How to create a technology startup without programming skills

starting a software company with no programming experience
What is a tech startup
In 2012, Andrew Joyner worked on eco-projects in the most remote areas of Pakistan. A few years later, he headed the technological start-up of Enmass Energy, although he had very little knowledge of software development. Today, his company is promoting energy-saving solutions around the world.

Joyner described the details of his journey in a column for The Next Web.

If you don’t have the right business tool, create it yourself

In the renewable energy sector, there is a whole industry that focuses on energy from waste: agricultural, wood or plastic. I wanted to support the further development of projects in this area by streamlining the procurement and supply chains.

First, I focused on developing countries, where legal and regulatory bodies are difficult to navigate. They often had very little infrastructure. This has forced us to look at economic concepts that make it possible to monitor the good faith of all parties. But that was not enough: we needed software that could even out the prices, track the processes, and connect all the steps.

How to start a startup without coding

Over time, this idea has become even more relevant. We quickly received new customers and suppliers, but we realized that we could not attract investment in individual projects without a supply chain management tool that guaranteed fair standards and transparency. We started looking at the market to find a solution, but it just wasn’t there.

And it became clear that if we wanted to start these projects, we would have to build them ourselves. Innovation really has no boundaries. Even if the tool you need is not on the market, do not limit yourself or your imagination. To really support the industry, especially the very niche one, you have to make a big leap.

Make the inner instrument your main product

In retrospect, development would go faster if I had a technological backdoor. Learning to translate purely theoretical concepts into multifunctional software has been a challenge. However, despite my lack of knowledge - or perhaps because of this - I was able to see what a huge umbrella technology is producing.

When you build a system, you promote the formalization of conditions. For example, at first we focused on developing countries. We stayed away from the U.S., because we thought it was a more complex infrastructure. But later, we saw that even developed markets are using outdated approaches. This came as a big surprise to us: we thought that many of the big players had already come to the same conclusion, but it wasn’t. We did not expect that rural problems in Pakistan could exist in the US.

Working on a single solution that covers many variables in different countries has made our program stronger. Through this lens, we have seen that we can become the industry standard for managing supply chains, not only in individual countries but worldwide.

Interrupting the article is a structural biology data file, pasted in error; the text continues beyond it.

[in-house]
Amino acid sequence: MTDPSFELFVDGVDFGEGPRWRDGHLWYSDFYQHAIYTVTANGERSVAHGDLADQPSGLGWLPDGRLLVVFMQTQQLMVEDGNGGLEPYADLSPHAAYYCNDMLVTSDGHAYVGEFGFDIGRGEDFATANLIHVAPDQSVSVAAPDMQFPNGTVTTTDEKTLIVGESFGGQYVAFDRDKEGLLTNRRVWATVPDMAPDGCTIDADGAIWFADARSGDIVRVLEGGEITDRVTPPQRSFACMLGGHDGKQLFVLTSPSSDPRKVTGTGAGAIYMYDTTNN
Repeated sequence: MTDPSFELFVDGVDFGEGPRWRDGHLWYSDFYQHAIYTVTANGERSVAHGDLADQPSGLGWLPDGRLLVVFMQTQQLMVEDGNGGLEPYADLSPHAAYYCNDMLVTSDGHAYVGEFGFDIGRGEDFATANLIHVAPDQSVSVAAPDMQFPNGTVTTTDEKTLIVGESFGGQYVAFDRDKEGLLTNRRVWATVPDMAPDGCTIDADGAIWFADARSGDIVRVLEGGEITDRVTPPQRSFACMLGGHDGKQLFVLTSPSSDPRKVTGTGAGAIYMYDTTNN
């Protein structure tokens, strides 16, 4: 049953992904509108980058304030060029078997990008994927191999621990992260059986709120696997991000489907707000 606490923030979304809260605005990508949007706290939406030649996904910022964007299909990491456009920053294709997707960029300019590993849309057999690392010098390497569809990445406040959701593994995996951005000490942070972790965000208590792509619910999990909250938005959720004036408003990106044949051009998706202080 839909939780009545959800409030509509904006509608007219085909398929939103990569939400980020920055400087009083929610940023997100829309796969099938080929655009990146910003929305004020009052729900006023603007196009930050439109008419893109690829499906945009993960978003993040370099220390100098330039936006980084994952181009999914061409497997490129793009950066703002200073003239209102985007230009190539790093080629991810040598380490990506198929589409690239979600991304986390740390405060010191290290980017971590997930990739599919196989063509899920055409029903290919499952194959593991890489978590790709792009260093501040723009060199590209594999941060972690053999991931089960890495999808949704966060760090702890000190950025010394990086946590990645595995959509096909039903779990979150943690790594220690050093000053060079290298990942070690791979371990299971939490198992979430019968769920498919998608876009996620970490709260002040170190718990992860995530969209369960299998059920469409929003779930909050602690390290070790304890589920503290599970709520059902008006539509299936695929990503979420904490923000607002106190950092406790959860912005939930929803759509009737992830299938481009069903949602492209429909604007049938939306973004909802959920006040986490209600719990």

We created a technological tool to implement our projects, but eventually we found that it became valuable in its own right. It took us a while to stop looking at it as an internal tool and start seeing it as a product that we could sell to other companies.

Our tool not only optimizes garbage collection and transportation, but also handles payments and manages a marketplace with fuel from recycled waste. From a small modest startup, we suddenly became a technology company with the potential for global scaling.


Without substantial technical knowledge, I believed in building a technological start-up - and it was the best decision I could make. Why? In the 21st century, the use of technology is necessary to attract investment and cost differentiation in any industry. We have digitized a very specialized industry, putting data into play and making the process more efficient.

Even if you do not do something that is directly related to technology, the inclusion of a program element will help to change the perspective and find a new approach to a meaningful problem. Many industries are still waiting for this shift. Open to the new company, which can form a clear vision and apply technology to its realization, has achieved great success.

We started by focusing solely on social impact and wanting to increase it. Having strengthened startups with technologies - undoubtedly the biggest difference from competitors - we found that we could have an even greater impact on the market. To everyone who wants to go on a similar path, I would say one thing: ideas should be constantly questioned and take into account the needs of the market. This can lead you to where you did not expect to be.

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